Susan Sherlock saw her first hammered dulcimer in the spring of 1995 while vacationing in the Blue Ridge Mountains of North Carolina. Unable to forget what she saw, she acquired her own dulcimer a few months later and began learning to play by imitating what she heard on recordings of traditional American and Celtic music. Over the years her passion for the instrument and traditional music has led her on a rich journey of performing and teaching.
Although the dulcimer is Susan's first instrument, she is no stranger to music. The daughter of a mandolin player with a family history rich in traditional music, her childhood was filled with sounds of "Tennessee Waltz" and "Red River Valley" on a daily basis. Frequent family gatherings with her father's eleven brothers and sisters consisted of jam sessions that included fiddles, guitars, banjos, drums...and lots of singing!
Susan has been invited to teach and perform at numerous festivals including the Cork Dulcimer Festival in Ireland, South West Dulcimer Festival in Dewey, AZ, Queen City Dulcimer Festival in Charlotte, NC, Bay Path Dulcimer Festival in Northborough, MA, Cranberry Dulcimer Gathering, Binghamton, NY, and the Winston-Salem Dulcimer Festival in Winston-Salem NC. She is also very active the local music community where she performs, teaches lessons, and conducts workshops.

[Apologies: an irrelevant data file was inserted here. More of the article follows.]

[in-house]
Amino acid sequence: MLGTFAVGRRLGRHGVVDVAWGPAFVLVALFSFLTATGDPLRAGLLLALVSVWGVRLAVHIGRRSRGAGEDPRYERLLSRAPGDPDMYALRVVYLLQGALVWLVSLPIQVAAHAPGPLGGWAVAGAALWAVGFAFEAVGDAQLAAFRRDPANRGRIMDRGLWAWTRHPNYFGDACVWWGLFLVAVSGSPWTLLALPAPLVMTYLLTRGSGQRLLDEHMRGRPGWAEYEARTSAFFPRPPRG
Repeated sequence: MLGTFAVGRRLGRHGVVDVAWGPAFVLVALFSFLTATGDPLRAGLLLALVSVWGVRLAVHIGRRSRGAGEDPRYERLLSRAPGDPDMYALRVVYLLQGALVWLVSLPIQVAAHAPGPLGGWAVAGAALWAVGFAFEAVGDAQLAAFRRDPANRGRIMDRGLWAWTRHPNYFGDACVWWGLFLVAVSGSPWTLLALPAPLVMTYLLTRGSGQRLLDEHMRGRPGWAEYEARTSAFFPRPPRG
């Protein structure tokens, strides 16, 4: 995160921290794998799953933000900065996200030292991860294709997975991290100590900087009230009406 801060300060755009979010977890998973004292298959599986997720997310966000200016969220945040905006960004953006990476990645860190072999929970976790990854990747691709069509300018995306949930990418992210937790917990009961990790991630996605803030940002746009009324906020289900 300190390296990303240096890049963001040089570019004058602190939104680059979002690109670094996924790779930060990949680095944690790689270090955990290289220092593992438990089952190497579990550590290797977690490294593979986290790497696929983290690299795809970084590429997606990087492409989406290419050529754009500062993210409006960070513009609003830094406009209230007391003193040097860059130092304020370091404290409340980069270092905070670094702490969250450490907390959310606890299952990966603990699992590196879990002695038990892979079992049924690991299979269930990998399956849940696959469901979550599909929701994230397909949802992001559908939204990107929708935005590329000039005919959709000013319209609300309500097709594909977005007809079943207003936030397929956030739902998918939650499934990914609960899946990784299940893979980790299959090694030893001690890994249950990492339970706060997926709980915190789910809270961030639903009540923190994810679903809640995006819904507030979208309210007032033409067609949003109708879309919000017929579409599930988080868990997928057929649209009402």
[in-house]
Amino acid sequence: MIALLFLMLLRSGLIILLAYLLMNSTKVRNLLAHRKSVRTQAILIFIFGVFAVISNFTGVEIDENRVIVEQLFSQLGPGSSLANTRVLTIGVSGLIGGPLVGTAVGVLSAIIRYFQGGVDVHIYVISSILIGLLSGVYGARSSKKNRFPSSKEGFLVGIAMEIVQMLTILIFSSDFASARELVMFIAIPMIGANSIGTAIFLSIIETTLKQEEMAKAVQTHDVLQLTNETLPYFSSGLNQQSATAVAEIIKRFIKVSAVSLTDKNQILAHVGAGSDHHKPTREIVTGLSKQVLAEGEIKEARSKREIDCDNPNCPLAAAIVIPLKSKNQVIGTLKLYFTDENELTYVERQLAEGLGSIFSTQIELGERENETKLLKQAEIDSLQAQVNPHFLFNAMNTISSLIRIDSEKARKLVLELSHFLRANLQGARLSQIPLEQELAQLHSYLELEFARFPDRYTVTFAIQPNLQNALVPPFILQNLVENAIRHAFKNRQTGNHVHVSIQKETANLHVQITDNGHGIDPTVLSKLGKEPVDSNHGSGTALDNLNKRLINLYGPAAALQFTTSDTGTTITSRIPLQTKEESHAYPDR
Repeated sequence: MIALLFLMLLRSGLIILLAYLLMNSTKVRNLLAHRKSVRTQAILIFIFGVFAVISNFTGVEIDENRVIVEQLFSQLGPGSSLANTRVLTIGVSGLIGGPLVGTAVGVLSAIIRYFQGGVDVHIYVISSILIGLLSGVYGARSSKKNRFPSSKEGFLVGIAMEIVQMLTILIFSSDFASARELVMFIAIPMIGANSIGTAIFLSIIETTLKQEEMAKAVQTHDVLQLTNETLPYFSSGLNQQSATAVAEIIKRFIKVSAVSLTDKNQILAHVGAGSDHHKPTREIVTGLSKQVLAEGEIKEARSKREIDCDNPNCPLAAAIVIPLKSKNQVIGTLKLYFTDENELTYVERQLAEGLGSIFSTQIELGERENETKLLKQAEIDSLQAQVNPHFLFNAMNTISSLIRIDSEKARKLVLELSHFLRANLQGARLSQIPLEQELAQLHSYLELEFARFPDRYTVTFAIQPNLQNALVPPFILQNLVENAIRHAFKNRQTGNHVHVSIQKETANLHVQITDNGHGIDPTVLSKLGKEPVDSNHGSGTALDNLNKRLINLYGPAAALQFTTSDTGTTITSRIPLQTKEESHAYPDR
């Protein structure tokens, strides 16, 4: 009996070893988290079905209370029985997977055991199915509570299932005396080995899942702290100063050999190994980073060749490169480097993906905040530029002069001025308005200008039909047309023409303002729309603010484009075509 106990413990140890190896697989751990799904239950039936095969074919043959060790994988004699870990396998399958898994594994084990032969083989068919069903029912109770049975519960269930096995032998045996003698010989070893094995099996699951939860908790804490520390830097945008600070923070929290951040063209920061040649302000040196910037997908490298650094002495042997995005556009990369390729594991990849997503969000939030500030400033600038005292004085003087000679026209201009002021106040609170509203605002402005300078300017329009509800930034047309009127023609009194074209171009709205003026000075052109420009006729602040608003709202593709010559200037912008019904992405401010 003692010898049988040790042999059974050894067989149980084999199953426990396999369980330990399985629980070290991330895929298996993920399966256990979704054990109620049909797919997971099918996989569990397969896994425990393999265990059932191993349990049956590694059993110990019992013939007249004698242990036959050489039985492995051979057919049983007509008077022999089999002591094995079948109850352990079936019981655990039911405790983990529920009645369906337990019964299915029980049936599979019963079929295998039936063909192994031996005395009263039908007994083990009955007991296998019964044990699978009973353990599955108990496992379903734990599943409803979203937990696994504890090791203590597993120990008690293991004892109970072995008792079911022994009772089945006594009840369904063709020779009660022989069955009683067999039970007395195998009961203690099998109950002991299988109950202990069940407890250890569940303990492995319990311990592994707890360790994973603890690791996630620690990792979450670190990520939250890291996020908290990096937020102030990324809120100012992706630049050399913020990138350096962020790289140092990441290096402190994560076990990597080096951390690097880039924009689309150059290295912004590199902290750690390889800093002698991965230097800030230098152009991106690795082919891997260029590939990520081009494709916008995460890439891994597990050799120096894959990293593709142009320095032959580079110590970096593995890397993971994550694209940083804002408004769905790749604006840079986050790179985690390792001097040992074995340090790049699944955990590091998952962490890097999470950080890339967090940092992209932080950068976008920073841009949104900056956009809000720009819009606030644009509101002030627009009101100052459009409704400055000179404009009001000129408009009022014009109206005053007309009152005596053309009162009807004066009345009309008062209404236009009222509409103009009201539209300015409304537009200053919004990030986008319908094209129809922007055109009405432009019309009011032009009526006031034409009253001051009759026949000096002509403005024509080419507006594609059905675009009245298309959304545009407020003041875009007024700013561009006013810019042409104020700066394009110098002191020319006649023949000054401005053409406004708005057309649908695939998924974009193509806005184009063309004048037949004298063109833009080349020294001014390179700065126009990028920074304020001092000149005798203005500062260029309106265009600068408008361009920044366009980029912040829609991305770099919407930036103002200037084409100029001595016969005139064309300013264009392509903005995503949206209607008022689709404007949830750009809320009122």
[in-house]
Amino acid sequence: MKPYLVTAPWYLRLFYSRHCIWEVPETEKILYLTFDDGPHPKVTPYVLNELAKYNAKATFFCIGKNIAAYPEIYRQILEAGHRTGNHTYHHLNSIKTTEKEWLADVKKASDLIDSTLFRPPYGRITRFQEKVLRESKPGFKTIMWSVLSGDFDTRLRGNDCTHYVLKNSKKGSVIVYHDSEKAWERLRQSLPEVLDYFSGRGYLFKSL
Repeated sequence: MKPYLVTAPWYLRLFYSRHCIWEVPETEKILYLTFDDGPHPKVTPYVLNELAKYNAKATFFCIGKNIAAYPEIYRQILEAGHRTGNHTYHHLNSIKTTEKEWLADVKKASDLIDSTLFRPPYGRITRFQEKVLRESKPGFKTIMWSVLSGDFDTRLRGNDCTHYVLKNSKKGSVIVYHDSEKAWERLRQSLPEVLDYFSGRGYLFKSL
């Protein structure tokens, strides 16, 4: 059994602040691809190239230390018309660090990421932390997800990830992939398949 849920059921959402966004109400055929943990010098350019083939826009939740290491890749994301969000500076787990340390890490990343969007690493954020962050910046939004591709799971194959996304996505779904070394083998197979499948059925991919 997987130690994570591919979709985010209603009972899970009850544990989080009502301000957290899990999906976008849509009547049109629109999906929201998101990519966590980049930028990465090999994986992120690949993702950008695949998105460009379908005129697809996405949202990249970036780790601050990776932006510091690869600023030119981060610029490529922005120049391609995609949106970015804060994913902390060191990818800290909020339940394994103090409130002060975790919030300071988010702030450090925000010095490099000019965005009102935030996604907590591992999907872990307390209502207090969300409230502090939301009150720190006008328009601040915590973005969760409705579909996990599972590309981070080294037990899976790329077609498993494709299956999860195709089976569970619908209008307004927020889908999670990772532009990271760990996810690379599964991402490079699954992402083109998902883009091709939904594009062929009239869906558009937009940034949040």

Susan is the founder of the Yorkville Music Weekend. This new music gathering emerged from Susan's desire to bring musicians together, to provide space for them to share their talents with each other and to perpetuate the tradition of folk music in her hometown of York, SC. The event began with hammered dulcimers, but has expanded to include multi-instrument workshops and jams.